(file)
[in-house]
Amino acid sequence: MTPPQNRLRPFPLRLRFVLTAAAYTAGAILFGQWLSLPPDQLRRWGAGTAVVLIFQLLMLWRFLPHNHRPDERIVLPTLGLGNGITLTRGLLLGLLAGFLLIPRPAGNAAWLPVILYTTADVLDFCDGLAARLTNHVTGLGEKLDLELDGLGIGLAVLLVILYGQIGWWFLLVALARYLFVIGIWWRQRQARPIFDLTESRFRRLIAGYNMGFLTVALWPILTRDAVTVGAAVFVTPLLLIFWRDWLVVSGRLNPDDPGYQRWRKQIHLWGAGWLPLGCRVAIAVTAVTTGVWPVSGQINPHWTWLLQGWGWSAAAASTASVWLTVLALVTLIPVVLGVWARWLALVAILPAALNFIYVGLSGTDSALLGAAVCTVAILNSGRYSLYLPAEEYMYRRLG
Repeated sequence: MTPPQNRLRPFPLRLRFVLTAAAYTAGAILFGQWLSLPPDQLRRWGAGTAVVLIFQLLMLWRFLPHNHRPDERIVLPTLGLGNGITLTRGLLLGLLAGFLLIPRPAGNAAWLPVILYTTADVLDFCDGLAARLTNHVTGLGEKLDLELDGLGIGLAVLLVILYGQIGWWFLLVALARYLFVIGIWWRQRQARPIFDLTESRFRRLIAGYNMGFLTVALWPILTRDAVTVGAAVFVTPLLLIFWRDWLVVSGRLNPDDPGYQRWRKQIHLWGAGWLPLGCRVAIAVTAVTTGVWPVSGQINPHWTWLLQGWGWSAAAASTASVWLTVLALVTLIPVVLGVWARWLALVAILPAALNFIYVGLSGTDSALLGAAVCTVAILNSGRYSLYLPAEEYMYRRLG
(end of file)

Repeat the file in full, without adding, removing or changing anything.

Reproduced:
[in-house]
Amino acid sequence: MTPPQNRLRPFPLRLRFVLTAAAYTAGAILFGQWLSLPPDQLRRWGAGTAVVLIFQLLMLWRFLPHNHRPDERIVLPTLGLGNGITLTRGLLLGLLAGFLLIPRPAGNAAWLPVILYTTADVLDFCDGLAARLTNHVTGLGEKLDLELDGLGIGLAVLLVILYGQIGWWFLLVALARYLFVIGIWWRQRQARPIFDLTESRFRRLIAGYNMGFLTVALWPILTRDAVTVGAAVFVTPLLLIFWRDWLVVSGRLNPDDPGYQRWRKQIHLWGAGWLPLGCRVAIAVTAVTTGVWPVSGQINPHWTWLLQGWGWSAAAASTASVWLTVLALVTLIPVVLGVWARWLALVAILPAALNFIYVGLSGTDSALLGAAVCTVAILNSGRYSLYLPAEEYMYRRLG
Repeated sequence: MTPPQNRLRPFPLRLRFVLTAAAYTAGAILFGQWLSLPPDQLRRWGAGTAVVLIFQLLMLWRFLPHNHRPDERIVLPTLGLGNGITLTRGLLLGLLAGFLLIPRPAGNAAWLPVILYTTADVLDFCDGLAARLTNHVTGLGEKLDLELDGLGIGLAVLLVILYGQIGWWFLLVALARYLFVIGIWWRQRQARPIFDLTESRFRRLIAGYNMGFLTVALWPILTRDAVTVGAAVFVTPLLLIFWRDWLVVSGRLNPDDPGYQRWRKQIHLWGAGWLPLGCRVAIAVTAVTTGVWPVSGQINPHWTWLLQGWGWSAAAASTASVWLTVLALVTLIPVVLGVWARWLALVAILPAALNFIYVGLSGTDSALLGAAVCTVAILNSGRYSLYLPAEEYMYRRLG